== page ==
Channelpedia

PubMed 20429905


Referenced in Channelpedia wiki pages of: none

Automatically associated channels: Nav1.7



Title: Mutations at opposite ends of the DIII/S4-S5 linker of sodium channel Na V 1.7 produce distinct pain disorders.

Authors: Xiaoyang Cheng, Sulayman D Dib-Hajj, Lynda Tyrrell, Dowain A Wright, Tanya Z Fischer, Stephen G Waxman

Journal, date & volume: Mol Pain, 2010 , 6, 24

PubMed link: http://www.ncbi.nlm.nih.gov/pubmed/20429905


Abstract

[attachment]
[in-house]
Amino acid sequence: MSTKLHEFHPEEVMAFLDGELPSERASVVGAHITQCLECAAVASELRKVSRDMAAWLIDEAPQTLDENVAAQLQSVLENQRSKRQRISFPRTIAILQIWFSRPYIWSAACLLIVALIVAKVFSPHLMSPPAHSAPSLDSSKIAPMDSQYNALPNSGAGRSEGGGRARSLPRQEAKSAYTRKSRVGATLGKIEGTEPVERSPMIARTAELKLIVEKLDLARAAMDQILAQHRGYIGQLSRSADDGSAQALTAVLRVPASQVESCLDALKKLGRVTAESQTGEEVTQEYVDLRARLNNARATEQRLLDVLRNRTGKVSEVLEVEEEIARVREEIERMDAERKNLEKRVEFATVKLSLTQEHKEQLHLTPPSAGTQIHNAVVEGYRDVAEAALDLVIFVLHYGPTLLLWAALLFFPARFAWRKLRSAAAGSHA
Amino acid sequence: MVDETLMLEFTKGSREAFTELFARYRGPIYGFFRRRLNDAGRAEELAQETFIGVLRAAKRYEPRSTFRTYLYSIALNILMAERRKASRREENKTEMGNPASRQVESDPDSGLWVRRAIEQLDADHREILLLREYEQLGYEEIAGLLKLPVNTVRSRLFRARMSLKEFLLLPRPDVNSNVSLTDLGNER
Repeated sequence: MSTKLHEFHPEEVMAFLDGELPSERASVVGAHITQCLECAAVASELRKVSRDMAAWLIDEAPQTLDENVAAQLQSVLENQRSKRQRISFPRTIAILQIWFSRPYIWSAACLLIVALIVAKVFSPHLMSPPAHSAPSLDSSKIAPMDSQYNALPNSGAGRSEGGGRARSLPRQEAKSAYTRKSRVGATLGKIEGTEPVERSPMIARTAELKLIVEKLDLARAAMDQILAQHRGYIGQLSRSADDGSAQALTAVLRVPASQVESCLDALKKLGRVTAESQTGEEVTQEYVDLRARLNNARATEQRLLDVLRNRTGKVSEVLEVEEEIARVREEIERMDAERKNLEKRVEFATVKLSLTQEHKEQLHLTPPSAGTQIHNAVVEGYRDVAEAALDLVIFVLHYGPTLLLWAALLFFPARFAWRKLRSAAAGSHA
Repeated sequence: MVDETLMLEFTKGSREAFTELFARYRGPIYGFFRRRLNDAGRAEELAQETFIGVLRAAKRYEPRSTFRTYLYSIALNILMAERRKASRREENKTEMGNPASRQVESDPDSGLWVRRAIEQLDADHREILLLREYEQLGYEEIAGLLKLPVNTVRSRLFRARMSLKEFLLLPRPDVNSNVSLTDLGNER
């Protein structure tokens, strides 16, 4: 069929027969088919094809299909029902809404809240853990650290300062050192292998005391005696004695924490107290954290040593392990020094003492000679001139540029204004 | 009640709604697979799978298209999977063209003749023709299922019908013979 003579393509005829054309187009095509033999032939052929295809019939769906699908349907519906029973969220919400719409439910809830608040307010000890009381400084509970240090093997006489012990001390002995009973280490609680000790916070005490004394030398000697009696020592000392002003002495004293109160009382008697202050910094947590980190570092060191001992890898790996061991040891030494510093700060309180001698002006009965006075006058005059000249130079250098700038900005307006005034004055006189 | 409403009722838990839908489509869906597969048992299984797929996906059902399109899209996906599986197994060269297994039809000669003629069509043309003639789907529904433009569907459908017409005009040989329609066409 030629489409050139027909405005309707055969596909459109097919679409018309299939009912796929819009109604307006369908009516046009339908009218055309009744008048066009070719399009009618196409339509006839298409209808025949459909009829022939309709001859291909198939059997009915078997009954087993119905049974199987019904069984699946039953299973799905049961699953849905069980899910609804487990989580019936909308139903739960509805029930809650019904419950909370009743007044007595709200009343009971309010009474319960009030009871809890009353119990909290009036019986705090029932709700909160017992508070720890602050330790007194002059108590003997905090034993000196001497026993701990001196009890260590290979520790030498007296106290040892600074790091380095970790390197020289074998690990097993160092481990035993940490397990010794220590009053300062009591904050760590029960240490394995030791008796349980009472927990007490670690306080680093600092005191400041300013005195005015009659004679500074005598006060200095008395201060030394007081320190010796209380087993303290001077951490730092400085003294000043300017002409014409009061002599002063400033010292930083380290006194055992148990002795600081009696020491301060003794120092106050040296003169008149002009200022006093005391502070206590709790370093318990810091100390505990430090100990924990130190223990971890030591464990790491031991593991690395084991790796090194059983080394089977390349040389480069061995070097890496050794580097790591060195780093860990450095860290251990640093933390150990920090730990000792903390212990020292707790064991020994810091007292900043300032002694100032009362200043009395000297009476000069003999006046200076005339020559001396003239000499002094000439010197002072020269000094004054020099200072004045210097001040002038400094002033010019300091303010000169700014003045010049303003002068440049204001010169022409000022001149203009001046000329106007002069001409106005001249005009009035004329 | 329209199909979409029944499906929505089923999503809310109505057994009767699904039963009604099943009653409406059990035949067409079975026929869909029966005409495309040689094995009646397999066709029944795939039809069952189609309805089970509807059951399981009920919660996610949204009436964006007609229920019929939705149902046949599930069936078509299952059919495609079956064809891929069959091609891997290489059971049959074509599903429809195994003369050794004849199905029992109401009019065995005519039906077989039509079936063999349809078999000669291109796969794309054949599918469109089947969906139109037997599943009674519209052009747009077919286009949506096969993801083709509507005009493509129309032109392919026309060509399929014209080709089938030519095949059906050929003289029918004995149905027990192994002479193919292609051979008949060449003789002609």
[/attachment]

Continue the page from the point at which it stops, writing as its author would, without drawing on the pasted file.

Two groups of gain-of-function mutations in sodium channel NaV1.7, which are expressed in dorsal root ganglion (DRG) neurons, produce two clinically-distinct pain syndromes - inherited erythromelalgia (IEM) and paroxysmal extreme pain disorder (PEPD). IEM is characterized by intermittent burning pain and skin redness in the feet or hands, triggered by warmth or mild exercise, while PEPD is characterized by episodes of rectal, ocular and mandibular pain accompanied with skin flushing, triggered by bowel movement and perianal stimulation. Most of the IEM mutations are located within channel domains I and II, while most of the PEPD mutations are located within domains III and IV. The structural dichotomy parallels the biophysical effects of the two types of mutations, with IEM mutations shifting voltage-dependence of NaV1.7 activation in a hyperpolarized direction, and PEPD mutations shifting fast-inactivation of NaV1.7 in a depolarized direction. While four IEM and four PEPD mutations are located within cytoplasmic linkers joining segments 4 and 5 (S4-S5 linkers) in the different domains (IEM: domains I and II; PEPD: domains III and IV), no S4-S5 linker has been reported to house both IEM and PEPD mutations thus far.We have identified a new IEM mutation P1308L within the C-terminus of the DIII/S4-S5 linker of NaV1.7, ten amino acids from a known PEPD mutation V1298F which is located within the N-terminus of this linker. We used voltage-clamp to compare the biophysical properties of the two mutant channels and current-clamp to study their effects on DRG neuron excitability. We confirm that P1308L and V1298F behave as prototypical IEM and PEPD mutations, respectively. We also show that DRG neurons expressing either P1308L or V1298F become hyperexcitable, compared to DRG neurons expressing wild-type channels.Our results provide evidence for differential roles of the DIII/S4-S5 linker N- and C-termini in channel inactivation and activation, and demonstrate the cellular basis for pain in patients carrying these mutations.